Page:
A friend of a friend emailed me a request to ghostwrite a blog for a company she represents. In the email, there was a deadline, word count and the amount she would pay me.
Another friend sent me a Whatsapp message to check if I could help with a few lines of text. She requested an urgent turnaround and noted I should charge my regular hourly rate.
This blog is a virtual high-five to these friends – and others – who pay me for my work. On time. And without making things awkward. (I give a real thanks, not virtual, to the friends who trust me with their work on a regular basis.)
As a freelancer, it can be tricky to ask for remuneration.
It can be even more uncomfortable when I’m asking a friend.
There are tons of blogs by freelancers on how to avoid making mistakes in the gig economy.
There are blogs on why never to work with friends.
I’ve been a freelancer – on and off -- for over two decades and I still make judgement errors.
I know and understand people who don’t work with friends.
Yet, I still do.
Especially as I am based in Israel. A country known for lacking the concept of “six degrees of separation.” Where everyone knows someone who knows someone you know.
Most of the time, we understand that while friendly outside of the job sphere, in the work realm if they need me to write, edit or present – then they’ll pay me for these services like they would anyone else.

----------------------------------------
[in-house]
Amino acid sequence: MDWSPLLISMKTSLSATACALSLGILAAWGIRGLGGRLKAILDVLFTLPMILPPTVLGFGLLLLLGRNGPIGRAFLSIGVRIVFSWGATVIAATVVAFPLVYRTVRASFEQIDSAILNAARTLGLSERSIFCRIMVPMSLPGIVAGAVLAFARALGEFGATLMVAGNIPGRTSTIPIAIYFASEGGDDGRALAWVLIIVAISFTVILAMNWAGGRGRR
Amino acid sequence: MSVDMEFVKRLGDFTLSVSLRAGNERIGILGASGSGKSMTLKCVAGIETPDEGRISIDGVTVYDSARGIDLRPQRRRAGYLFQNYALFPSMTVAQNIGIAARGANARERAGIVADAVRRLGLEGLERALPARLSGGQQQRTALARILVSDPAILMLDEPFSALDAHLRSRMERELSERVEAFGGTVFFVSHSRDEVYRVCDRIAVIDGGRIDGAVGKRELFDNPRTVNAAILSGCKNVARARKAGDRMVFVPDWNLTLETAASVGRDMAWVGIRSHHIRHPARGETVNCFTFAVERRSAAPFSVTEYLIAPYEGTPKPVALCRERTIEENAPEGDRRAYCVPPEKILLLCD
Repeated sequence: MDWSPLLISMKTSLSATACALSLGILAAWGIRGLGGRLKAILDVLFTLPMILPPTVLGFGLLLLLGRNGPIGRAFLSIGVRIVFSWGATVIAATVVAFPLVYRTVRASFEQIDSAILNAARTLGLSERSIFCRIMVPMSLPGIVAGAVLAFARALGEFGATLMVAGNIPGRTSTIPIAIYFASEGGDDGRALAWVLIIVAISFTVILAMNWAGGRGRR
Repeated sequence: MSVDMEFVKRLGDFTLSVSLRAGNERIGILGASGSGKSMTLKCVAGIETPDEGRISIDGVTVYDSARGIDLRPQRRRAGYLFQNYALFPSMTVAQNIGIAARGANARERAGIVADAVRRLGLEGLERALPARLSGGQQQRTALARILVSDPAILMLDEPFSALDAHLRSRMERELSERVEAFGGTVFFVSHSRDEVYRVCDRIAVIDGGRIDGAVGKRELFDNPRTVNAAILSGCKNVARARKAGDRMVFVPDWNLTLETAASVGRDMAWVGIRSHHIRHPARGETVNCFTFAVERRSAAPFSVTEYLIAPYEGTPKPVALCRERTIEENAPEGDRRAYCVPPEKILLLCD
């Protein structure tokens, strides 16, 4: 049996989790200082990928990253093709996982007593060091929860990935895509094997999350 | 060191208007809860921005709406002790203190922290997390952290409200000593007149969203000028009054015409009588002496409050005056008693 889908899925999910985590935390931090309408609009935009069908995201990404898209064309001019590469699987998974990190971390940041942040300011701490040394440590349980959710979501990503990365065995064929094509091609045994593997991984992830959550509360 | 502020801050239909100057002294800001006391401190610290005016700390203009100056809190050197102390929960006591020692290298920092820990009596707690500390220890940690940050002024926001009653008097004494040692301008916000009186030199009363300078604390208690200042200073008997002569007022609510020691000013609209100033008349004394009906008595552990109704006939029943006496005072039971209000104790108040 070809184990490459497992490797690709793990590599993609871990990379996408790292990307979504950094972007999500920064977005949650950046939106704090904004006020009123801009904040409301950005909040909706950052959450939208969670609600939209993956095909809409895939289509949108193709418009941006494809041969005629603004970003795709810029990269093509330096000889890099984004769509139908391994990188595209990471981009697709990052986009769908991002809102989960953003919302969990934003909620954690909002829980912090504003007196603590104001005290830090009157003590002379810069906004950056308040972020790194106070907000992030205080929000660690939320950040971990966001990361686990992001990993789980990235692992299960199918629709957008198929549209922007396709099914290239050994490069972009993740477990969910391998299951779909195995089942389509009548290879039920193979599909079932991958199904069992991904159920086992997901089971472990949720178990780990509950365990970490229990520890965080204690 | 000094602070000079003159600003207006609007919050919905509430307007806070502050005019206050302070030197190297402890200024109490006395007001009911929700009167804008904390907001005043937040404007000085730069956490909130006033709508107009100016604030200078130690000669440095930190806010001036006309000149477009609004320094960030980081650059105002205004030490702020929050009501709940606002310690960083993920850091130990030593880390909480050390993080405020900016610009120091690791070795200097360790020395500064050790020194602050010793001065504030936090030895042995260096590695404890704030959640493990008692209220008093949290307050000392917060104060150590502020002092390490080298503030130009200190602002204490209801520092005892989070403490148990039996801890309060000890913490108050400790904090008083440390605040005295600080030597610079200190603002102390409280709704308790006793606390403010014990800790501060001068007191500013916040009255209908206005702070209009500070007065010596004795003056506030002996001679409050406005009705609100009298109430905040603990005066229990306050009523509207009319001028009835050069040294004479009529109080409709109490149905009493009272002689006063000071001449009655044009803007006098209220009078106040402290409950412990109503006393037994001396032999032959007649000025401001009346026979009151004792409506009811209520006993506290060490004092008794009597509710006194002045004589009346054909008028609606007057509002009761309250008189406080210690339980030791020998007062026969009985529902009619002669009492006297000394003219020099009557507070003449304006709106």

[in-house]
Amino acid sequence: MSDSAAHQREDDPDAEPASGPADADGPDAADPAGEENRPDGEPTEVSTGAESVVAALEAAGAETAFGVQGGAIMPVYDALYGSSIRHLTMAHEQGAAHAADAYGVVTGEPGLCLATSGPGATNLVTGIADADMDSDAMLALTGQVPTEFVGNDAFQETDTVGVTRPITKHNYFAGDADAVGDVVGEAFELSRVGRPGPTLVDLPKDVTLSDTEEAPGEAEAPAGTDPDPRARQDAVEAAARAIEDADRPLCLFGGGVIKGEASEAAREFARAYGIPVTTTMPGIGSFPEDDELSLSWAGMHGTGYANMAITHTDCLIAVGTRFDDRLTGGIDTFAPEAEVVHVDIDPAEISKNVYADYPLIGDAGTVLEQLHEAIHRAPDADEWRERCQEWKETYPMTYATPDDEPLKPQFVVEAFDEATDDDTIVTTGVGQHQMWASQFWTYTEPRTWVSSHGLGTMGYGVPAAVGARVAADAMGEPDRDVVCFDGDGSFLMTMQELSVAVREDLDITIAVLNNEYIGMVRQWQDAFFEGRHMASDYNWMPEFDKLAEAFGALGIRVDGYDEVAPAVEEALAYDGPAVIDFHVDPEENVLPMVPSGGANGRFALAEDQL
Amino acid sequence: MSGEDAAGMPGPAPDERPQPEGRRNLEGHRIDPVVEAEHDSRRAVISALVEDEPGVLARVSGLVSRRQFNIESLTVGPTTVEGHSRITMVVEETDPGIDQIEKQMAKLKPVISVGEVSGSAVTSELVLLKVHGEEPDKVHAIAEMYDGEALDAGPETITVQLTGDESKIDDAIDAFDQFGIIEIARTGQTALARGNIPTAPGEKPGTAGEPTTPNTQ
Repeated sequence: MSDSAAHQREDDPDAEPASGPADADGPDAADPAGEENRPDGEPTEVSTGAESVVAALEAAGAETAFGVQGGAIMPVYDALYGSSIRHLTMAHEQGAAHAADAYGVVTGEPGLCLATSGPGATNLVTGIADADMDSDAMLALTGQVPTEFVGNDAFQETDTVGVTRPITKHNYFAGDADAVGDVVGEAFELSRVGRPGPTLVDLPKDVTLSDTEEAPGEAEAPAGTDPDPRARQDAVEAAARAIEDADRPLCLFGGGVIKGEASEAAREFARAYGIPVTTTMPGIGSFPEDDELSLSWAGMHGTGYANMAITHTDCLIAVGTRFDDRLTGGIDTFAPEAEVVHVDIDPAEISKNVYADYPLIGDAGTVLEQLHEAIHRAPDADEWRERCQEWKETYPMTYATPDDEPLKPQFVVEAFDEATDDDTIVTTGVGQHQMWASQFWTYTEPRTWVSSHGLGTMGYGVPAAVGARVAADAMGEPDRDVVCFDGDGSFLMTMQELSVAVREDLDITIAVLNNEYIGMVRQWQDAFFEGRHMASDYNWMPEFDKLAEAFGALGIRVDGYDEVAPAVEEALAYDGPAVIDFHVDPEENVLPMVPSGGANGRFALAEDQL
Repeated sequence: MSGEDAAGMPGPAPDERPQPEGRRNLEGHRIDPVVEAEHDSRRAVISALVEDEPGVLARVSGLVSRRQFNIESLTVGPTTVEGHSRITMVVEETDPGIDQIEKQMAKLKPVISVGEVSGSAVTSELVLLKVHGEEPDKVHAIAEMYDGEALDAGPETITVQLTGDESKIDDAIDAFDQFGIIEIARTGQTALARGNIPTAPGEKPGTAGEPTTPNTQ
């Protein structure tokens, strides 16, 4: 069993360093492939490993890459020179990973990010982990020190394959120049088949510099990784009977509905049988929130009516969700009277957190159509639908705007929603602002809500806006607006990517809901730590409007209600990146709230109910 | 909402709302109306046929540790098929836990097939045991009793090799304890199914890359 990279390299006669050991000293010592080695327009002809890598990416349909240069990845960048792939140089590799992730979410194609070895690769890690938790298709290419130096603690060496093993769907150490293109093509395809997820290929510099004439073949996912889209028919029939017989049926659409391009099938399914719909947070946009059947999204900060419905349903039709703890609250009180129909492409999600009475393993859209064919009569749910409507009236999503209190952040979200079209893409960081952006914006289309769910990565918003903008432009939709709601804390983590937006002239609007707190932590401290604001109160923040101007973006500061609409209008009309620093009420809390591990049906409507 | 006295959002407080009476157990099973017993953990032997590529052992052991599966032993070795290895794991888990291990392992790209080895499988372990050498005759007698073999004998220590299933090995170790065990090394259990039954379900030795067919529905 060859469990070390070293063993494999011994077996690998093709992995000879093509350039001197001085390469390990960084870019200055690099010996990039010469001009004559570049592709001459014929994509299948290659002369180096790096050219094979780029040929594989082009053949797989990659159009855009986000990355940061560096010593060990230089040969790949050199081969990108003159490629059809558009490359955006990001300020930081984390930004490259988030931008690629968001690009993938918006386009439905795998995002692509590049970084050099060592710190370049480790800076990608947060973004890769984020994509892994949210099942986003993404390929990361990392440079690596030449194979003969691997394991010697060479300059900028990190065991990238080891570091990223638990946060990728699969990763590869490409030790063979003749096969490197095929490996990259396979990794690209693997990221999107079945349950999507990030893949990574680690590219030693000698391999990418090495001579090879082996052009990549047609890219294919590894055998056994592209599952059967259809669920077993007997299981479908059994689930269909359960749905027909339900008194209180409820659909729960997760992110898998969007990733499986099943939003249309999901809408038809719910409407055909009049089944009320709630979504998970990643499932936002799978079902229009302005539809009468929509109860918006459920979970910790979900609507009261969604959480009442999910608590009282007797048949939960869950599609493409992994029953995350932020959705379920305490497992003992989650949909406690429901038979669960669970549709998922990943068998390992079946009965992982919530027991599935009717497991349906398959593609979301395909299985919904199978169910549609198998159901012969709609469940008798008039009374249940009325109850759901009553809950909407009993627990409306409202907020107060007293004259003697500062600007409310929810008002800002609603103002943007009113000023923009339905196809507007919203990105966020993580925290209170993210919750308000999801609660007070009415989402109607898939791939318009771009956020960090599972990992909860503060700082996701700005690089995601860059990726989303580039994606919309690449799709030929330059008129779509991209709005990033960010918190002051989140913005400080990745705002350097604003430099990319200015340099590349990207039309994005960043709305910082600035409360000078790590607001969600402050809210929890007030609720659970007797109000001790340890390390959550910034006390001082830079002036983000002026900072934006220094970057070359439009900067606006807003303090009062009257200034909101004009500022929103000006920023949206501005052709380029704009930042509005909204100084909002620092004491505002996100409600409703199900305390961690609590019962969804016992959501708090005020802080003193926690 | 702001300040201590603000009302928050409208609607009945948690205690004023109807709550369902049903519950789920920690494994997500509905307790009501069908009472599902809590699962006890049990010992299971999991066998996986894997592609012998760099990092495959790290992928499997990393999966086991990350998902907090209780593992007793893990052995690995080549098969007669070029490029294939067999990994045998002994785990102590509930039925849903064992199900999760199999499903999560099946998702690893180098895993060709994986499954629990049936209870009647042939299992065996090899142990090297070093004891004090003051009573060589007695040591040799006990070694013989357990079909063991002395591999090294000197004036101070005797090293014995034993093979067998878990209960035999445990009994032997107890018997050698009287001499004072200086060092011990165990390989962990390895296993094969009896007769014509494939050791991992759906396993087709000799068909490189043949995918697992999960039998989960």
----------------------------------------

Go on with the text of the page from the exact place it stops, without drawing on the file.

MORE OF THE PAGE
Sometimes I’ll help compose an email or proof a couple of lines as a good gesture.
I’ve found that 90% of the time, friends I help will usually stick with me for future projects that come with a price tag. That’s a pretty good ratio. And a great networking steppingstone.
I also keep our friendship outside and expect them to do the same.
For the friends who find it too embarrassing, I’m just as happy that they pay someone else.
Why? Because everyone deserves compensation for their work. It could have been me. It’s okay if it is another freelancer.
In fact, I turn to my friends-with-skills on a regular basis as well. If I need their help, I'll always note upfront that I expect them to charge me.
That’s not to say I haven’t tripped along the way. If I do have to request payment (because for some reason it’s not obvious that I like to get paid for my work), there’s one reaction that is the worst of them all: the offer to be paid in glory.
Not long ago, one potential client, who got my name from a friend (I do not hold my friend responsible), wrote a pleading email that a speaker had pulled out of an event just 72 hours prior to it happening. I was asked by email if I could step in. I started shuffling my schedule around to make it possible.
After all, if I can help, I always will.
But helping, from my point of view, meant altering my schedule and preparing a talk with nearly no advance warning. I knew that people were paying to attend the talk I would potentially give.
The person offering me this talk had a different kind of help in mind. She wanted me to speak at the paid event for free – after all, I was a friend of a friend. She offered glory as payment, saying I could get my name on the internet invitation.
It’s unnecessary to note that I passed up this plum opportunity.
So, this blog truly is a high-five to friends, acquaintances and of course, clients, who believe and agree that my work deserves remuneration. Thank you for your trust in my work and for making my invoices slightly less awkward.
If you’re reading this and you’re a freelancer – what’s your view on working with friends?